People need to retain the power of attorney over an adult child for one of several reasons. The power of attorney may be general or specific, just relating to one aspect of the adult child's life. This is quite an responsible role for the parent. Courts will not grant it lightly, especially if the adult child himself does not ask for it. The person who is the subject of the power of attorney is known as the principal. The person with the power of attorney is known as the agent or conservator. The usual reasons for this procedure are incapacity of the principal because of mental illness or learning disability.
Retaining Power of Attorney
Research the details of the role of agent and what power of attorney means. Be sure in your own mind that this is the best answer for the situation. The court will assume that an adult can look after his own affairs unless it is proved otherwise. Explore other options, discussing the issue with others who are closely involved.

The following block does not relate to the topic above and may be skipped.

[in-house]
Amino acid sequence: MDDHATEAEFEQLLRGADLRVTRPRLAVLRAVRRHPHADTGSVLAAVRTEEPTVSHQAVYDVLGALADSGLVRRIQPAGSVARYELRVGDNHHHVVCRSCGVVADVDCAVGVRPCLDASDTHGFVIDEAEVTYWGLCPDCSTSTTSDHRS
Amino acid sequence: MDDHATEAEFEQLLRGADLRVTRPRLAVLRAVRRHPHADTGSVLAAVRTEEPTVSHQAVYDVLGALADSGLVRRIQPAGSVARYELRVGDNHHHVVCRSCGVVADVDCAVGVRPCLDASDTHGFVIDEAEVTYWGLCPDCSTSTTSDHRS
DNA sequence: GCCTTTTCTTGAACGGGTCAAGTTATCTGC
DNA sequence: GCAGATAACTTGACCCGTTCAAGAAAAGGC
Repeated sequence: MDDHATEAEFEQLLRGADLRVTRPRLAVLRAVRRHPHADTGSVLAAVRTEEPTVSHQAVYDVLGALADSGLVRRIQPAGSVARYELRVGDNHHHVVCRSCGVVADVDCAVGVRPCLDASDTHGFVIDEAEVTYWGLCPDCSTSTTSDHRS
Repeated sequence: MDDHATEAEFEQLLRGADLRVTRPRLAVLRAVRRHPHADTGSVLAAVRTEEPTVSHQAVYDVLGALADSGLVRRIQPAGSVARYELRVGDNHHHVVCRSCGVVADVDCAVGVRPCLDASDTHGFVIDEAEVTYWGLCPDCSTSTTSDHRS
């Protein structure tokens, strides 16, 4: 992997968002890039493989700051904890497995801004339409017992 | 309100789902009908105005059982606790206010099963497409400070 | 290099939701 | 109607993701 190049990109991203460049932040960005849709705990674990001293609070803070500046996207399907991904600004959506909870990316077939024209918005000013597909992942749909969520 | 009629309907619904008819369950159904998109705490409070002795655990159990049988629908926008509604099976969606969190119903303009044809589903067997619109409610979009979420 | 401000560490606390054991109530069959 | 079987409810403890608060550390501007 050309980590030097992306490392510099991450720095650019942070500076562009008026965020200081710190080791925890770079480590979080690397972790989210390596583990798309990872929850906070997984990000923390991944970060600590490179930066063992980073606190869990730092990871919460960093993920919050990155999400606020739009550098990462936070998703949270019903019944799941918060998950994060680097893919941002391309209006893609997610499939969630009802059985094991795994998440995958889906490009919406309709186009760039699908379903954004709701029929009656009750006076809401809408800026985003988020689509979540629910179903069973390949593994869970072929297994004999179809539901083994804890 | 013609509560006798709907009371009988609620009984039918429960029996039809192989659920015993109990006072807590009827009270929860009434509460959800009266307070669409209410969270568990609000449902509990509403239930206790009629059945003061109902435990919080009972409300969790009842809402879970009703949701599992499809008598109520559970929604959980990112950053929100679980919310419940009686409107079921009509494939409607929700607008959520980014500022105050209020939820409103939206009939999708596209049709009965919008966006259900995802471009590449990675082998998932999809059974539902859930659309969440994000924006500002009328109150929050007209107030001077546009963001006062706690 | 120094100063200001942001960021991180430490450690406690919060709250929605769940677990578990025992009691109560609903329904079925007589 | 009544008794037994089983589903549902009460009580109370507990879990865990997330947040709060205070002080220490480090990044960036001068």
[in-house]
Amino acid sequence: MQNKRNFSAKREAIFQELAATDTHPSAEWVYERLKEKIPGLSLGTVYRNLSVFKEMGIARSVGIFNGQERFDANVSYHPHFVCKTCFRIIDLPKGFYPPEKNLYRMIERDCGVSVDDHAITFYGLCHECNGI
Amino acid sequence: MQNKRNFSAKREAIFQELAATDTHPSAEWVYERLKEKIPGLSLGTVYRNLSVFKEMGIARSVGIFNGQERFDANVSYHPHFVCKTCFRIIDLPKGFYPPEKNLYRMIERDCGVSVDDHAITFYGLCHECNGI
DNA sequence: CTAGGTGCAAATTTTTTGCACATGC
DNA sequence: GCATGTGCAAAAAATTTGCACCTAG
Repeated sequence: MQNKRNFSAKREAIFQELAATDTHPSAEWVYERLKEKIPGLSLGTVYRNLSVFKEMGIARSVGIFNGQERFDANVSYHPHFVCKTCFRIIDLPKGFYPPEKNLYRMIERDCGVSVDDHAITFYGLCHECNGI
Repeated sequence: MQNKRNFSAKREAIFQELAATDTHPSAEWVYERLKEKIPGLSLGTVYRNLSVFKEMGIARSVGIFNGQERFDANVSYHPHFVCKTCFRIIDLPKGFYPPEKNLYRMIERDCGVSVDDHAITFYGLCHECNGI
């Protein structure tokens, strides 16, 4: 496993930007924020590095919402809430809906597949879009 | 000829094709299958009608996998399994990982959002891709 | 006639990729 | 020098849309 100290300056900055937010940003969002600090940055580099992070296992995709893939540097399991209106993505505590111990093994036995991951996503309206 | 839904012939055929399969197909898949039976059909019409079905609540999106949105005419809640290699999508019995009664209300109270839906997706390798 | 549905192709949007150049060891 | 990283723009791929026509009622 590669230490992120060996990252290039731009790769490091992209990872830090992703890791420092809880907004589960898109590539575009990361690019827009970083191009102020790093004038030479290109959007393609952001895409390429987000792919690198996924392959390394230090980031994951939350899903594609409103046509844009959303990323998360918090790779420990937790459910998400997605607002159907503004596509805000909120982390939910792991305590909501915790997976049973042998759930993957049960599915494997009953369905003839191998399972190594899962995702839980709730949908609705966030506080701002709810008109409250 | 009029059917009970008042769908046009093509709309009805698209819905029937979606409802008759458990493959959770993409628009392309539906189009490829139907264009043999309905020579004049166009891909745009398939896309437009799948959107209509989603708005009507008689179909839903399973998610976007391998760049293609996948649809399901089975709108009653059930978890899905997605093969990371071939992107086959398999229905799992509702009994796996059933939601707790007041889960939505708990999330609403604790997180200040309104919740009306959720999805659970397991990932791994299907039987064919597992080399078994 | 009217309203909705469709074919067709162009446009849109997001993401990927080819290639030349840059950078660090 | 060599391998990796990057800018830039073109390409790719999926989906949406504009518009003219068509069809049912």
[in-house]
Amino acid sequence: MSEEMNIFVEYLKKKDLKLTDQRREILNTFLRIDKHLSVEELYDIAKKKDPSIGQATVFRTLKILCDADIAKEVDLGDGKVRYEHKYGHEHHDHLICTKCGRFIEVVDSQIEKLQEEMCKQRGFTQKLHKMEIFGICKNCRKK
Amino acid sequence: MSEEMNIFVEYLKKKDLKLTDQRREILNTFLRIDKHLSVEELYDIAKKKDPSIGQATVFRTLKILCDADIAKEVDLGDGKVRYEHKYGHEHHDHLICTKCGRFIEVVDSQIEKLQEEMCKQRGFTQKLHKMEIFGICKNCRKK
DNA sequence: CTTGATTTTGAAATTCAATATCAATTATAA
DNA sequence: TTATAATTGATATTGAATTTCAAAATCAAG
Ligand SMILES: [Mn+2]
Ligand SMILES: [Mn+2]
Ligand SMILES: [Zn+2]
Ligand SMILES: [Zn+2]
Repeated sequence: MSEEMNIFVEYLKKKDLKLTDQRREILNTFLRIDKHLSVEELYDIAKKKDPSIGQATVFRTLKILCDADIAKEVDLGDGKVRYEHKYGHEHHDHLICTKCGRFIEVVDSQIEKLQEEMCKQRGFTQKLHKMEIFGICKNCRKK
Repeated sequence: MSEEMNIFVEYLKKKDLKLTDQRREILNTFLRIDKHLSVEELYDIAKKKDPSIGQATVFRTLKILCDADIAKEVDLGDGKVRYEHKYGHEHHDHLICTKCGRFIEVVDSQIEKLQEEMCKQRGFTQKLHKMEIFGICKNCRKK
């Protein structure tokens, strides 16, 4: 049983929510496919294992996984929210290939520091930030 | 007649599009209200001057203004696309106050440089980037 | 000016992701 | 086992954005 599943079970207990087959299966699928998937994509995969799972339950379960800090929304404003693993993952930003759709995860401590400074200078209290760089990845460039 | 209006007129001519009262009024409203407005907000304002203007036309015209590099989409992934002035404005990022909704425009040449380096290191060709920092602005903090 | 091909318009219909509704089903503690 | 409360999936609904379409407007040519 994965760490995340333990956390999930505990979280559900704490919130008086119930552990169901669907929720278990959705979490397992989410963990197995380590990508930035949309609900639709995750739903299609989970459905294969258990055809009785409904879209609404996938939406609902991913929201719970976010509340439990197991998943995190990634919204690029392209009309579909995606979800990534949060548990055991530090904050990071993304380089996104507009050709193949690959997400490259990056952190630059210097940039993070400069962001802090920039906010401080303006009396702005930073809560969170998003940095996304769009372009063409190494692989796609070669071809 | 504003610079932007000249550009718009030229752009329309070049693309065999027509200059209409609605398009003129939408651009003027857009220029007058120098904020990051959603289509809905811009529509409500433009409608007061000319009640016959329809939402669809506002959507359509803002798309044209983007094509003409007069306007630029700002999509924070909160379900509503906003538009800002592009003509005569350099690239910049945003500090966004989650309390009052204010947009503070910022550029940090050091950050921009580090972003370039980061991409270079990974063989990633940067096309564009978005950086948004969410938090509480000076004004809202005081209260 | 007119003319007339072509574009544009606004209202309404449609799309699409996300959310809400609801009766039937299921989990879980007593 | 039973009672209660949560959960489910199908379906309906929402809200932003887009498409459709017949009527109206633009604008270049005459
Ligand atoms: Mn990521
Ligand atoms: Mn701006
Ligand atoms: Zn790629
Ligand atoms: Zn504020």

Consult an appropriately qualified and experienced attorney. Provide the necessary medical evidence as required by the court. Complete the appropriate paperwork as requested by your attorney. Pay the court fee which is usually required. In some cases it may be waived by the judge. Decide on the type of power of attorney that is most appropriate.
Carry out the duties demanded by the role of agent. Pay an annual bond fee to the court, if this is required. Record all transactions you carry out that involve the principal's money. Provide these records if requested. If the power of attorney involves making health decisions, make sure you execute these duties in the best interests of the principal.
- This is a challenging role. Consider applying for power of attorney together with another person who is close to the principal (the other parent or a sibling may be appropriate).
- Ask the advice of family on friends when choosing and appointing an appropriately qualified and experienced lawyer.